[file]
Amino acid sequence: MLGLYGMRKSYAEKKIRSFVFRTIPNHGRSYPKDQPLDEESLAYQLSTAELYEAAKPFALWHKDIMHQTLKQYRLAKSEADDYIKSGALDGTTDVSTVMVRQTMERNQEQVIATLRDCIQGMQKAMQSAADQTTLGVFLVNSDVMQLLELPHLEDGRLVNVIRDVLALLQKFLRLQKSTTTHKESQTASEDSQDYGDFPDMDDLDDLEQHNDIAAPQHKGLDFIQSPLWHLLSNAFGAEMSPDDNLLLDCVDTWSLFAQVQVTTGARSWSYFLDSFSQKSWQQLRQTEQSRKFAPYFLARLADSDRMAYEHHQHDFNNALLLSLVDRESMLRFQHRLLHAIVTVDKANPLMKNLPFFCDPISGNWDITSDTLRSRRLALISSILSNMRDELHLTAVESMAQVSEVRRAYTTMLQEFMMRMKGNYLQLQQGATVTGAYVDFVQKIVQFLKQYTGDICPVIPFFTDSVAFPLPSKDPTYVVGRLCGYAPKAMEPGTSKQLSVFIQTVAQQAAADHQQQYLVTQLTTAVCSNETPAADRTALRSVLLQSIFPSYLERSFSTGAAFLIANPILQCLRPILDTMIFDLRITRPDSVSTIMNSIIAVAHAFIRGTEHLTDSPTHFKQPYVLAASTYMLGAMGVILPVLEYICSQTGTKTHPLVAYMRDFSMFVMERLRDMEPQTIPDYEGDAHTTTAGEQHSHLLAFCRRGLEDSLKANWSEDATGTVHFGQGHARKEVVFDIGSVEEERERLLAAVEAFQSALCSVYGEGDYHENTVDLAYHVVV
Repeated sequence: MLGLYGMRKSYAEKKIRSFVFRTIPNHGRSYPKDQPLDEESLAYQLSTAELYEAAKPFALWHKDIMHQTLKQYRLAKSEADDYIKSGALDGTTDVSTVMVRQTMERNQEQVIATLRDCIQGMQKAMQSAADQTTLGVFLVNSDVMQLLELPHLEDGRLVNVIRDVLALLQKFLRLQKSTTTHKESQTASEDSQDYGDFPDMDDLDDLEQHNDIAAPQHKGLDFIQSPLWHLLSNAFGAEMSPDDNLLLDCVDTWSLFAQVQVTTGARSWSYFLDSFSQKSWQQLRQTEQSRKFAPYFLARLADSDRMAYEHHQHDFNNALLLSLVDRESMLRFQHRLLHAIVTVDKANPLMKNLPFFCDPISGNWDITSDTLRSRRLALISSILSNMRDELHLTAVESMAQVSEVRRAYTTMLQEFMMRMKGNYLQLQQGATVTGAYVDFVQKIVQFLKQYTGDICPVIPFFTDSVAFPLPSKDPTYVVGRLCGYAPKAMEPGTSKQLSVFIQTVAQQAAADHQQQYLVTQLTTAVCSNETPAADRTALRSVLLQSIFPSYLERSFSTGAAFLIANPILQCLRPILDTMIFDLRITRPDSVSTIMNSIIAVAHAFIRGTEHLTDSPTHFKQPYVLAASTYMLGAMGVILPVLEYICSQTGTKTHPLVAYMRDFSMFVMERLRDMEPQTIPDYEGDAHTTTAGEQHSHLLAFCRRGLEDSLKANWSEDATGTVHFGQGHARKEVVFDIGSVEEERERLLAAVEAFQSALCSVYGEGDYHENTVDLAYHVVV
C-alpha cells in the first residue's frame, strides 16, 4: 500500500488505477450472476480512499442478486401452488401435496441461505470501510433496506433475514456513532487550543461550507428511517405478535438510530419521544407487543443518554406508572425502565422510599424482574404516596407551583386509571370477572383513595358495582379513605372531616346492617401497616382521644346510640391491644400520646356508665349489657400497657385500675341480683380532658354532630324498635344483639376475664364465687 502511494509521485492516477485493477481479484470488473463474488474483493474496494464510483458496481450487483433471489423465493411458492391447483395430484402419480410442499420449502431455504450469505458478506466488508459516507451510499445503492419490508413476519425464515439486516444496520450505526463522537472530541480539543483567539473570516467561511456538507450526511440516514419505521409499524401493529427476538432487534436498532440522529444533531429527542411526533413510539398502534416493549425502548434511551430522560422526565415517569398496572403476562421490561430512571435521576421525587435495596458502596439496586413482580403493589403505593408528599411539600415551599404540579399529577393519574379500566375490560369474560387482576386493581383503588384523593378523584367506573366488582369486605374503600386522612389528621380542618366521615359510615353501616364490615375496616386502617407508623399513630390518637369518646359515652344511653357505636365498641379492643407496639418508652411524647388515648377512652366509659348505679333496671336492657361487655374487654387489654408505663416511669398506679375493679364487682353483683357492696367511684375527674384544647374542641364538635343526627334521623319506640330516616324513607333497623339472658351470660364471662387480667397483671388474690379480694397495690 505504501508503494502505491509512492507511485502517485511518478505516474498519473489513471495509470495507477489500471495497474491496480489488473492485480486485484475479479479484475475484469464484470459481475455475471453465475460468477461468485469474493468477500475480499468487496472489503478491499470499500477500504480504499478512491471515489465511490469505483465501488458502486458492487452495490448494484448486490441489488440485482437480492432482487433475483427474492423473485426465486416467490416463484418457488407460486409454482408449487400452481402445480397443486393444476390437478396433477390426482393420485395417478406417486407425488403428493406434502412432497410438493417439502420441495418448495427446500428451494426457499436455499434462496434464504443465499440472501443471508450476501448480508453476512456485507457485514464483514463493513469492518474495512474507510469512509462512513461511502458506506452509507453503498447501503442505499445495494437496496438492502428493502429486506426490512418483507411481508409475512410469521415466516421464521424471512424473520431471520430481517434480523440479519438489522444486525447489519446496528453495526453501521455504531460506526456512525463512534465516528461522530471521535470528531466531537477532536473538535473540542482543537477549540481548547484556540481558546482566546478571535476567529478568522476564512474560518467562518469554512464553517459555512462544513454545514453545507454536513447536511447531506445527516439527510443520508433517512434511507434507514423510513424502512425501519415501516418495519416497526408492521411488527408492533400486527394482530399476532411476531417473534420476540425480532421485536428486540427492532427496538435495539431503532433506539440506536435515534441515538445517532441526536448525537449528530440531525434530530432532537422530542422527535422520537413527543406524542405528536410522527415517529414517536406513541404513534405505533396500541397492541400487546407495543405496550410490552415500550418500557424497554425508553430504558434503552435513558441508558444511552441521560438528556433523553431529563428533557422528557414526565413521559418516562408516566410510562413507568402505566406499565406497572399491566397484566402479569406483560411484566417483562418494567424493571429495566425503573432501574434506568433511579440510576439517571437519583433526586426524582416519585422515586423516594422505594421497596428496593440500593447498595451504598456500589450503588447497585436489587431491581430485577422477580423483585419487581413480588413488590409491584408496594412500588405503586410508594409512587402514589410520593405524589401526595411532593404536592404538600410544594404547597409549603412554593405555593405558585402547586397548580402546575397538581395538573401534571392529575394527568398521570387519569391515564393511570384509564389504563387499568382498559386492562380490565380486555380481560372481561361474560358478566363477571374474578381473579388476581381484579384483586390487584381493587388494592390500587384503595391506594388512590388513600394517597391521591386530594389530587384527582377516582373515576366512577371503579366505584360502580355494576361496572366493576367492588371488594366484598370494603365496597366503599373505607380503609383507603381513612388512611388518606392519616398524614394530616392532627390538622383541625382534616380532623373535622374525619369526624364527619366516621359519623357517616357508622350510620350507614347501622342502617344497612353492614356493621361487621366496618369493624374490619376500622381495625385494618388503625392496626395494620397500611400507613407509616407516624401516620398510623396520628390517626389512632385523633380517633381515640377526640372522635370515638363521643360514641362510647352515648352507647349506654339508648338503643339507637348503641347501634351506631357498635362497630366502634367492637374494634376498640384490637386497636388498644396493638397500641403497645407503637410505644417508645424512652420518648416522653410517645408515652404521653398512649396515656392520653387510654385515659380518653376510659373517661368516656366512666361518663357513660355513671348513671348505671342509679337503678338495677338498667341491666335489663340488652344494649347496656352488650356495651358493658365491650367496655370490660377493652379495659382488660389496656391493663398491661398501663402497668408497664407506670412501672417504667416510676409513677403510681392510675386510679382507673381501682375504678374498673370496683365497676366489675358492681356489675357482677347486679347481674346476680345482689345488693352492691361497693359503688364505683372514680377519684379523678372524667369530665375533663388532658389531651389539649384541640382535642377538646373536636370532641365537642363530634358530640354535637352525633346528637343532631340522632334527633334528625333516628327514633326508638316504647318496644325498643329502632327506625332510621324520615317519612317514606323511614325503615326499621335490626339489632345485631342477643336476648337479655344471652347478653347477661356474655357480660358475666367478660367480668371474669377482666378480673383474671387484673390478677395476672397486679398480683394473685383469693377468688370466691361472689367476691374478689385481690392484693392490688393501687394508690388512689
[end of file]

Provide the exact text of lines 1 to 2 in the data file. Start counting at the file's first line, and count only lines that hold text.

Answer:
Amino acid sequence: MLGLYGMRKSYAEKKIRSFVFRTIPNHGRSYPKDQPLDEESLAYQLSTAELYEAAKPFALWHKDIMHQTLKQYRLAKSEADDYIKSGALDGTTDVSTVMVRQTMERNQEQVIATLRDCIQGMQKAMQSAADQTTLGVFLVNSDVMQLLELPHLEDGRLVNVIRDVLALLQKFLRLQKSTTTHKESQTASEDSQDYGDFPDMDDLDDLEQHNDIAAPQHKGLDFIQSPLWHLLSNAFGAEMSPDDNLLLDCVDTWSLFAQVQVTTGARSWSYFLDSFSQKSWQQLRQTEQSRKFAPYFLARLADSDRMAYEHHQHDFNNALLLSLVDRESMLRFQHRLLHAIVTVDKANPLMKNLPFFCDPISGNWDITSDTLRSRRLALISSILSNMRDELHLTAVESMAQVSEVRRAYTTMLQEFMMRMKGNYLQLQQGATVTGAYVDFVQKIVQFLKQYTGDICPVIPFFTDSVAFPLPSKDPTYVVGRLCGYAPKAMEPGTSKQLSVFIQTVAQQAAADHQQQYLVTQLTTAVCSNETPAADRTALRSVLLQSIFPSYLERSFSTGAAFLIANPILQCLRPILDTMIFDLRITRPDSVSTIMNSIIAVAHAFIRGTEHLTDSPTHFKQPYVLAASTYMLGAMGVILPVLEYICSQTGTKTHPLVAYMRDFSMFVMERLRDMEPQTIPDYEGDAHTTTAGEQHSHLLAFCRRGLEDSLKANWSEDATGTVHFGQGHARKEVVFDIGSVEEERERLLAAVEAFQSALCSVYGEGDYHENTVDLAYHVVV
Repeated sequence: MLGLYGMRKSYAEKKIRSFVFRTIPNHGRSYPKDQPLDEESLAYQLSTAELYEAAKPFALWHKDIMHQTLKQYRLAKSEADDYIKSGALDGTTDVSTVMVRQTMERNQEQVIATLRDCIQGMQKAMQSAADQTTLGVFLVNSDVMQLLELPHLEDGRLVNVIRDVLALLQKFLRLQKSTTTHKESQTASEDSQDYGDFPDMDDLDDLEQHNDIAAPQHKGLDFIQSPLWHLLSNAFGAEMSPDDNLLLDCVDTWSLFAQVQVTTGARSWSYFLDSFSQKSWQQLRQTEQSRKFAPYFLARLADSDRMAYEHHQHDFNNALLLSLVDRESMLRFQHRLLHAIVTVDKANPLMKNLPFFCDPISGNWDITSDTLRSRRLALISSILSNMRDELHLTAVESMAQVSEVRRAYTTMLQEFMMRMKGNYLQLQQGATVTGAYVDFVQKIVQFLKQYTGDICPVIPFFTDSVAFPLPSKDPTYVVGRLCGYAPKAMEPGTSKQLSVFIQTVAQQAAADHQQQYLVTQLTTAVCSNETPAADRTALRSVLLQSIFPSYLERSFSTGAAFLIANPILQCLRPILDTMIFDLRITRPDSVSTIMNSIIAVAHAFIRGTEHLTDSPTHFKQPYVLAASTYMLGAMGVILPVLEYICSQTGTKTHPLVAYMRDFSMFVMERLRDMEPQTIPDYEGDAHTTTAGEQHSHLLAFCRRGLEDSLKANWSEDATGTVHFGQGHARKEVVFDIGSVEEERERLLAAVEAFQSALCSVYGEGDYHENTVDLAYHVVV